Cabrera powers Tigers to sweep of Braves

DETROIT — At this point in his career, it should be almost impossible for Miguel Cabrera to surprise anyone.

He’s the reigning American League MVP and he just won baseball’s first triple crown since the Vietnam War. Pitchers are happy to walk him, even with Prince Fielder and Victor Martinez waiting to bat, and managers spend sleepless nights trying to decide when to make those walks intentional.

Given all of that, there are days when he still finds a way to impress the people that see him play every game. Sunday, he did it twice in two innings.

In the sixth, with the game tied at three, Cabrera led off the inning with a vicious line drive to left-centerfield. Justin Upton and Jordan Schafer barely had a chance to move before the ball cleared the fence on one hop, ending up near the flagpole that sits over 430 feet from home plate.

Cabrera ended up scoring the go-ahead run on a sacrifice fly, but he was just getting warmed up.

One inning later, Cabrera came up with two on and two out. The Tigers had expanded their lead to 5-3 on Omar Infante’s homer, and Braves reliever Cory Gearrin was trying to keep Atlanta in the game. He missed with two sliders, then fell behind 3-0 when he couldn’t get his sinker over the plate.

Gearrin thought Cabrera would be taking on the 3-0 pitch, and fired a hard sinker on the outside corner.

Ten seconds later, both dugouts were wondering how exactly Cabrera had just launched another rocket — this time into the right-field stands for a three-run homer.

“There aren’t too many players in this game that can do that,” Jim Leyland said. “There might be some other guys who would swing there on 3-0, and be good enough hitters to take that pitch the other way. But they would get a single out of it. A couple might get a double. He hit it out.”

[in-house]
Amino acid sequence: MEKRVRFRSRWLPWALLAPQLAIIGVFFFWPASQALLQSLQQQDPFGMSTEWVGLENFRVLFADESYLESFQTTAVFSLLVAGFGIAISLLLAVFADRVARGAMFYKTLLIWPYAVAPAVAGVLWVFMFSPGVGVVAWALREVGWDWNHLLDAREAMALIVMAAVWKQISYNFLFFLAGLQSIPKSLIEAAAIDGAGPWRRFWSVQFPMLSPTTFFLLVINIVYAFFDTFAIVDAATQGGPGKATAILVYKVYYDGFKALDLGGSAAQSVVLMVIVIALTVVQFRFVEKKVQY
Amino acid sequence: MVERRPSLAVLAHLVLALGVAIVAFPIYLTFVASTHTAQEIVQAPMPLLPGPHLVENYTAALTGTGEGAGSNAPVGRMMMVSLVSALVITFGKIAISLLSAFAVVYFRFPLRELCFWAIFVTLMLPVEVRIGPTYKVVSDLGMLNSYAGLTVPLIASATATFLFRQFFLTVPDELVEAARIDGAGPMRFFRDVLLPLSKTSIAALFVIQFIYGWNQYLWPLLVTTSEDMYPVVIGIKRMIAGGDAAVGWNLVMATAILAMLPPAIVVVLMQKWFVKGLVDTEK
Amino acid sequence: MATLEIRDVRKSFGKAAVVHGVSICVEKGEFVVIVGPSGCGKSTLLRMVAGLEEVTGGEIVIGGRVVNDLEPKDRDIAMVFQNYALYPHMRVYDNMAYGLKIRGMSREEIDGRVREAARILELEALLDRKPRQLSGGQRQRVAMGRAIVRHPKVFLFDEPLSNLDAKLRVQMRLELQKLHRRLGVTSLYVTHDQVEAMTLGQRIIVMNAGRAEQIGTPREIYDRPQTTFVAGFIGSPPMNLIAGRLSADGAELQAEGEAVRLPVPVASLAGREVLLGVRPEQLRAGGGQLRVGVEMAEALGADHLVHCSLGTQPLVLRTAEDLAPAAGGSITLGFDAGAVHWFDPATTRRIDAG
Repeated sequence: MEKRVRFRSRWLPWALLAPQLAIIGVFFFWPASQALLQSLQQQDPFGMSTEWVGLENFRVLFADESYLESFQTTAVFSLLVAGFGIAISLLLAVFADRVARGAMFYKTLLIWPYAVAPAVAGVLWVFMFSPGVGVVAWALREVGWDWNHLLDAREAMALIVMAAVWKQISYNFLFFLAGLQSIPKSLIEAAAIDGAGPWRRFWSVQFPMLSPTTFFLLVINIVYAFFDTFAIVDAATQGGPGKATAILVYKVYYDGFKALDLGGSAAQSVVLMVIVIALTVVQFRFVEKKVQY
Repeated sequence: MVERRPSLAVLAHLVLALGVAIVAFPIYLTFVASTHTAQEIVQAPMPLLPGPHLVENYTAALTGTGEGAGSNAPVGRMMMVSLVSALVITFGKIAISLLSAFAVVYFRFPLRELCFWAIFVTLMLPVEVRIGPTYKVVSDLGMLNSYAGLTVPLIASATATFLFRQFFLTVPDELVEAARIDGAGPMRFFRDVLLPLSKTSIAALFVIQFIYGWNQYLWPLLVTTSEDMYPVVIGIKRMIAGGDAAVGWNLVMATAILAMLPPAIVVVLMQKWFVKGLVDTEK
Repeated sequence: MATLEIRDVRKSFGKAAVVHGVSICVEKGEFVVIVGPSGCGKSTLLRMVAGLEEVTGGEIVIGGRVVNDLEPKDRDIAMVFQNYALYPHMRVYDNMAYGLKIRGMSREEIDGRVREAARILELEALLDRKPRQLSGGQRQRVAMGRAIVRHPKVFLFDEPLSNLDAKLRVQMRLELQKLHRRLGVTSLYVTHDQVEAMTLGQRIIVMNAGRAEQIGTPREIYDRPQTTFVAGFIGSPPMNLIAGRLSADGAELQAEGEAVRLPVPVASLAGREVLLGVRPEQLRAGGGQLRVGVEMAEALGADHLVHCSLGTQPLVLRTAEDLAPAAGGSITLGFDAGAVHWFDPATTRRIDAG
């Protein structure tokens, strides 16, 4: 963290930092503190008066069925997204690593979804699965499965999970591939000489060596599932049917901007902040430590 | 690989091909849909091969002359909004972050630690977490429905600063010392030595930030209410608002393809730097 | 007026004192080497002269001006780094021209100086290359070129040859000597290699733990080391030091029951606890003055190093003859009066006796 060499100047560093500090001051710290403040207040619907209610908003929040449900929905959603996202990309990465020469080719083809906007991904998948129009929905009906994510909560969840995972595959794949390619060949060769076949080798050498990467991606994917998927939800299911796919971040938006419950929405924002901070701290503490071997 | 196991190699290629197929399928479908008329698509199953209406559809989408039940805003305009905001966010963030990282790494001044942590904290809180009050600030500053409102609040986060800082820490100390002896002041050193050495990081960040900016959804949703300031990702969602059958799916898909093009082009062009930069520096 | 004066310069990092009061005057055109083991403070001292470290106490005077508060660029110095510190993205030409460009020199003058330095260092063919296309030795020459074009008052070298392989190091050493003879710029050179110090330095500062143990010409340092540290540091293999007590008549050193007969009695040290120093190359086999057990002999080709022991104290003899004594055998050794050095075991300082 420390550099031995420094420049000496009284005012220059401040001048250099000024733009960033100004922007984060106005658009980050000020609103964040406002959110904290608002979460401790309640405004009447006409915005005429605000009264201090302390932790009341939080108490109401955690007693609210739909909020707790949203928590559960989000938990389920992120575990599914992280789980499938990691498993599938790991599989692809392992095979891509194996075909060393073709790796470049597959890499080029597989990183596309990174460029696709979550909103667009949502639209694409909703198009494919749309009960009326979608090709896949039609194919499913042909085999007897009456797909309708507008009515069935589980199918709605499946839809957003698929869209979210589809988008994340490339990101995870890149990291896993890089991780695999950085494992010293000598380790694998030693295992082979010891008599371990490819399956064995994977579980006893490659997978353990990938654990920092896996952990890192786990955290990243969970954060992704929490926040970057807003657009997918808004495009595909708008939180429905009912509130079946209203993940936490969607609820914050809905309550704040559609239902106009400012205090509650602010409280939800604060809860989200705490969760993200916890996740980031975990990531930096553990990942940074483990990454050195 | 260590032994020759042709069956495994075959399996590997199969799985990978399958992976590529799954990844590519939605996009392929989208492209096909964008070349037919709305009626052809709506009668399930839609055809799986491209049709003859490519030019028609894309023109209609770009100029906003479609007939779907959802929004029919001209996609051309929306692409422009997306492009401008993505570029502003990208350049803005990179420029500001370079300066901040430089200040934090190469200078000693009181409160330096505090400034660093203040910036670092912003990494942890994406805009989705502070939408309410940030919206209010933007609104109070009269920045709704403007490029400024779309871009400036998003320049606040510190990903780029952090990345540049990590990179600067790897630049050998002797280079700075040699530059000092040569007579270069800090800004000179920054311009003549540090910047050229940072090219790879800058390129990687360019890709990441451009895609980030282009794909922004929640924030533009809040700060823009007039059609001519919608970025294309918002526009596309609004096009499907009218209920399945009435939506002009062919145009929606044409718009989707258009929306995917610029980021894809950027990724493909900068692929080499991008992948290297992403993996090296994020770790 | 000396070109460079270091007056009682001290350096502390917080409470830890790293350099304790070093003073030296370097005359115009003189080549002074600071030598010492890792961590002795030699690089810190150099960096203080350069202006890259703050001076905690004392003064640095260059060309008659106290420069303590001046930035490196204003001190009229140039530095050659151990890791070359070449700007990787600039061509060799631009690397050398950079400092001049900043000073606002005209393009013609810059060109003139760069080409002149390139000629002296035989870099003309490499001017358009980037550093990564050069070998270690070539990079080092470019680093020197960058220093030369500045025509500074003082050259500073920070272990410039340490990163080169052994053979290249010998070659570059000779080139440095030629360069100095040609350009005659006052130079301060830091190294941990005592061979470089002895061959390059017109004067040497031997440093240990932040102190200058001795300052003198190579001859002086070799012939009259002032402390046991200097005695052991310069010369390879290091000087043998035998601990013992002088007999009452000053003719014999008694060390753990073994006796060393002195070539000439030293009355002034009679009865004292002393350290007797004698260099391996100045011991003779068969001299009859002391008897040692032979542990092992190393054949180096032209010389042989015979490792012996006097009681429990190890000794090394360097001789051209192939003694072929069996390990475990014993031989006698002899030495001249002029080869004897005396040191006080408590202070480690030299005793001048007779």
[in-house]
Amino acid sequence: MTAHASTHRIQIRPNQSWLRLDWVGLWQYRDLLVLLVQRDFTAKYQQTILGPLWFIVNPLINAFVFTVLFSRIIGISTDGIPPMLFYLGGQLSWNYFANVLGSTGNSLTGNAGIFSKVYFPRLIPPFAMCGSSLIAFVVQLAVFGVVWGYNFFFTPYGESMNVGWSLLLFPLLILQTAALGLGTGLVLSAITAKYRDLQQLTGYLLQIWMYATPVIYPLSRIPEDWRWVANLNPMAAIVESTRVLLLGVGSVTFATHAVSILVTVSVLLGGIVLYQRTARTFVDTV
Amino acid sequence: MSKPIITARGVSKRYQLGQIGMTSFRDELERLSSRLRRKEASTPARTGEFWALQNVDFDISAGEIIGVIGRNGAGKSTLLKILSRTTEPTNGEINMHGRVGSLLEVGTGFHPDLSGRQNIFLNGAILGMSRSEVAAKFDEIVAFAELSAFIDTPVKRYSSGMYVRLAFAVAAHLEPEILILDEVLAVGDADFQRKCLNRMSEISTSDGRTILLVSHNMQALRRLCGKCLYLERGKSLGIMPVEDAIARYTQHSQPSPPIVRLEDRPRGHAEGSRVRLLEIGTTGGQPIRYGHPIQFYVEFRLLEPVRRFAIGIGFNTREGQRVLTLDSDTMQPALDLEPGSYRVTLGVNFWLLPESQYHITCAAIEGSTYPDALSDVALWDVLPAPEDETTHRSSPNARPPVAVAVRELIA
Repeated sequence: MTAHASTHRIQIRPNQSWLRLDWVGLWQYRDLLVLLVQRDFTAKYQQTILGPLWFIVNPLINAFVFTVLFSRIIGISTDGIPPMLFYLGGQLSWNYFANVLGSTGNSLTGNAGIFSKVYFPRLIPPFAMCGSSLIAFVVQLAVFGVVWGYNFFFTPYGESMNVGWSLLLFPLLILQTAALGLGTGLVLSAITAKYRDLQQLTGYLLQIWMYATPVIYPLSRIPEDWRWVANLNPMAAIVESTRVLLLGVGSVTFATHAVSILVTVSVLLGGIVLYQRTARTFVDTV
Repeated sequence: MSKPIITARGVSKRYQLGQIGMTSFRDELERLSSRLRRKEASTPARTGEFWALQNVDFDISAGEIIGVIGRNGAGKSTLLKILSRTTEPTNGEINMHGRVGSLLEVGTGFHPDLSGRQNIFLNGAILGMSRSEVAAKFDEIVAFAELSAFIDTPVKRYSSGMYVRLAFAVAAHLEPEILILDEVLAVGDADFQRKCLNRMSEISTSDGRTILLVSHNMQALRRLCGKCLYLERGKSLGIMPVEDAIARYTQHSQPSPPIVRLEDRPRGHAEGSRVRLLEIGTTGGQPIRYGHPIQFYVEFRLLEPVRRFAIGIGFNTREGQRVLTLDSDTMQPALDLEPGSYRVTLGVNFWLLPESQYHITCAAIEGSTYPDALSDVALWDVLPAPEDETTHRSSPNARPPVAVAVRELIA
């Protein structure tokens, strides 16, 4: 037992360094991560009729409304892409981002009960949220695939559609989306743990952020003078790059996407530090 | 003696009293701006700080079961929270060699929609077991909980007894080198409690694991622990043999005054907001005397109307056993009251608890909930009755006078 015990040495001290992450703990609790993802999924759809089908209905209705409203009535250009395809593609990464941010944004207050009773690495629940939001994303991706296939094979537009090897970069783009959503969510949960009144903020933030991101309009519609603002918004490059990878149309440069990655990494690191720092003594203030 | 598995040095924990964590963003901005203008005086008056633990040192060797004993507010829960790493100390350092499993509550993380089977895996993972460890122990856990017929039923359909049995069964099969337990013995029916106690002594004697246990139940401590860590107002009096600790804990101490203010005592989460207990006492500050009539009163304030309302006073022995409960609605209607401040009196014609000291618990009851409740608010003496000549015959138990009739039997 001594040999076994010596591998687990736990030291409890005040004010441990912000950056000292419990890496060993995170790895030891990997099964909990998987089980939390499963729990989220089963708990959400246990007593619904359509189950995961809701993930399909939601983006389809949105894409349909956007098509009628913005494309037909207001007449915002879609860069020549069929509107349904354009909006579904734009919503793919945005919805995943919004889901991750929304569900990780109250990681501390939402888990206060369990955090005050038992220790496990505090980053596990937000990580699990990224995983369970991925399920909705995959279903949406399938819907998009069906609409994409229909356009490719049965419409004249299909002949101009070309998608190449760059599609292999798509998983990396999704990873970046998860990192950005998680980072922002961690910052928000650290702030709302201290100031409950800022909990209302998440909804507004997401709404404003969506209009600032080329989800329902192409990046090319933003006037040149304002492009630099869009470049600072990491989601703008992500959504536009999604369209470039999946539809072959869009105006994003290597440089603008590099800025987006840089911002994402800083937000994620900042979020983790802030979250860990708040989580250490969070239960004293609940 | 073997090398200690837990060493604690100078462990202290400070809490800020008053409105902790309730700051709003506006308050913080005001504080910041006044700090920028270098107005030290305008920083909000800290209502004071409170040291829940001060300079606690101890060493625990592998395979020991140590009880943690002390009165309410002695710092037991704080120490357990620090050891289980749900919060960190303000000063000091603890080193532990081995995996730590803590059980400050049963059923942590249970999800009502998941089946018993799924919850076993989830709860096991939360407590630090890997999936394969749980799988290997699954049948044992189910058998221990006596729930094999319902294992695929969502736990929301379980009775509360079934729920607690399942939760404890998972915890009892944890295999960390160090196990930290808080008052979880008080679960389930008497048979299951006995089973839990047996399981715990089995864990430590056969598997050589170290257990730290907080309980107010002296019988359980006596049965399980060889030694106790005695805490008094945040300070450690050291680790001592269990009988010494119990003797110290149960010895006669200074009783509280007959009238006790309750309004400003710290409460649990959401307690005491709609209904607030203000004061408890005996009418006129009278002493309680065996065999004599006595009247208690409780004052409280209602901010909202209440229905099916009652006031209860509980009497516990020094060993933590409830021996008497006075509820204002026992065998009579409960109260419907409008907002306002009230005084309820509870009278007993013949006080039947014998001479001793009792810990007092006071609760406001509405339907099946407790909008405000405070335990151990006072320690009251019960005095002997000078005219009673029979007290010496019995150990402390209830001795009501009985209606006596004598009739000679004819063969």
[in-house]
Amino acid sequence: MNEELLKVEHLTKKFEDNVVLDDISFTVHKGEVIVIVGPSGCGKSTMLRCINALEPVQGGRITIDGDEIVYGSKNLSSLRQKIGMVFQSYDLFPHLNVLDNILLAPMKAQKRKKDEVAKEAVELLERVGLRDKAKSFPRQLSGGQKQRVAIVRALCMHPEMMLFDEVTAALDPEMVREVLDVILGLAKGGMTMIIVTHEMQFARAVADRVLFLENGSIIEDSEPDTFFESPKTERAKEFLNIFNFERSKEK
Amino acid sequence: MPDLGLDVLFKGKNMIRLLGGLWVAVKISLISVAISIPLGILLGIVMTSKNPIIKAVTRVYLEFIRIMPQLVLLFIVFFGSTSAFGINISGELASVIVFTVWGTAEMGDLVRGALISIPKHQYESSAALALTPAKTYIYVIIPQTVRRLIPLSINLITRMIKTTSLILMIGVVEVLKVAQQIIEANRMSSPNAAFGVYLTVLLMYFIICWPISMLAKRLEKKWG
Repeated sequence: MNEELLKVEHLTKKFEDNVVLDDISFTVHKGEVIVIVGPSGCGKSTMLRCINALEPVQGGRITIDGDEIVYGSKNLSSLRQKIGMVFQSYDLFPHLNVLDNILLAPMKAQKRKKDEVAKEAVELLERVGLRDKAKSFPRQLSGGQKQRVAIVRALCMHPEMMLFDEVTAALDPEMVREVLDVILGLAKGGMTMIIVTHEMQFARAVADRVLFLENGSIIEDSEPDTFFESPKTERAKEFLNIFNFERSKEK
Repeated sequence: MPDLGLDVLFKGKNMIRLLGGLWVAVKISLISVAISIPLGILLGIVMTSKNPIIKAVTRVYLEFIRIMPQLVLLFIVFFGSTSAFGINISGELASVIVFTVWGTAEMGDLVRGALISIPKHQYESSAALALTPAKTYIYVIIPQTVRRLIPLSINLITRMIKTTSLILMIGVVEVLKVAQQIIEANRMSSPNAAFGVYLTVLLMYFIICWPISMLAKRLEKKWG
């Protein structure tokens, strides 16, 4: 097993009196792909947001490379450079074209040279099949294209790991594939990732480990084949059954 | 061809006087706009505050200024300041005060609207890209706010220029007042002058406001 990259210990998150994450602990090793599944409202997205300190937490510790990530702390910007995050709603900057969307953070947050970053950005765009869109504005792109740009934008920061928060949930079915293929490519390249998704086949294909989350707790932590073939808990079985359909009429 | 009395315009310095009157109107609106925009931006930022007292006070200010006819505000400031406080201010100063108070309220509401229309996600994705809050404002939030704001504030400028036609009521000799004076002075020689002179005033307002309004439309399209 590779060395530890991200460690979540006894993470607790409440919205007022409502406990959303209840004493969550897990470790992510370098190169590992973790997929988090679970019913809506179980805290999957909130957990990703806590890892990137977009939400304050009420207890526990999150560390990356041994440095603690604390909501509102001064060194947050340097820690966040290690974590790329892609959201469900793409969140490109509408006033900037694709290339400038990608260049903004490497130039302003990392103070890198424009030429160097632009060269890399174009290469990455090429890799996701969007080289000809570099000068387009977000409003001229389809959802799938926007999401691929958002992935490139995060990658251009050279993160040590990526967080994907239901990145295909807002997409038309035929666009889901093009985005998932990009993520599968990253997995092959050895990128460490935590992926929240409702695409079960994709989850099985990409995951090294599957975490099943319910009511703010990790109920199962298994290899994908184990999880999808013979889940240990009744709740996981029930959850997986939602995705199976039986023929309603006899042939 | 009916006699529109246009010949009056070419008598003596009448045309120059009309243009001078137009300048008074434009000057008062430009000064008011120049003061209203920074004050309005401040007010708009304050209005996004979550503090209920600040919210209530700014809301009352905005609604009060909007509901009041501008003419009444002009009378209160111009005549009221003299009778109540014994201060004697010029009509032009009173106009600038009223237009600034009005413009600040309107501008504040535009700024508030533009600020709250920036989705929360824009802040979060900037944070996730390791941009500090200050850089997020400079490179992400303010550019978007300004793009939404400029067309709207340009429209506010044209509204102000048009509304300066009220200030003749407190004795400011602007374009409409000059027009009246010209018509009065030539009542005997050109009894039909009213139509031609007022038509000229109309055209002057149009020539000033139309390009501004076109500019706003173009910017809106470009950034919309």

Atlanta manager Fredi Gonzalez said the homer looked perfectly normal to him — if Cabrera hit from the other side of the plate.

“He hits the ball over the right-field fence like he’s a left-handed pull hitter,” Gonzalez said.

When Cabrera is hitting the ball like this, the accolades start to pile up. Leyland, who managed Barry Bonds, said that Cabrera has more opposite-field power than any hitter he’s ever seen. Victor Martinez, a four-time All-Star, said that his fellow Venezuelan is the best right-handed hitter in the game.

Even Gearrin, who had only faced Cabrera once in his short career — he allowed a single — could only shrug his shoulders.

“He did what he does,” he said.

Matt Tuiasosopo, though, is still impressed by the whole thing. He never played with anyone like Cabrera when he had a couple cups of coffee in Seattle, and he certainly never saw anything like him in his minor-league travels.

“He’s the best hitter I’ve ever seen,” Tuiasosopo said. “Ever since spring training, I’ve been watching him, even in batting practice. I even watch video on him, and we talk on the bench. He tells me how he attacks hitters, and I’m like a sponge — trying to learn as much as I can.”

“It’s just fun to play with him.”

Cabrera is only a month into his sixth season with the Tigers, but he’s charging up the franchise home-run list. He’s passed Charlie Gehringer and Alan Trammell this season, and he should be in the top 10 by the All-Star break. Of the players ahead of him on the list, none can match his .325 batting average, and only Hank Greenberg is ahead of him in on-base percentage and slugging percentage.

That makes him the second-best righthanded hitter in Tigers history, and he’s still finding new ways to impress the people around him.

“He’s the big guy,” Leyland said. “He’s awful good.”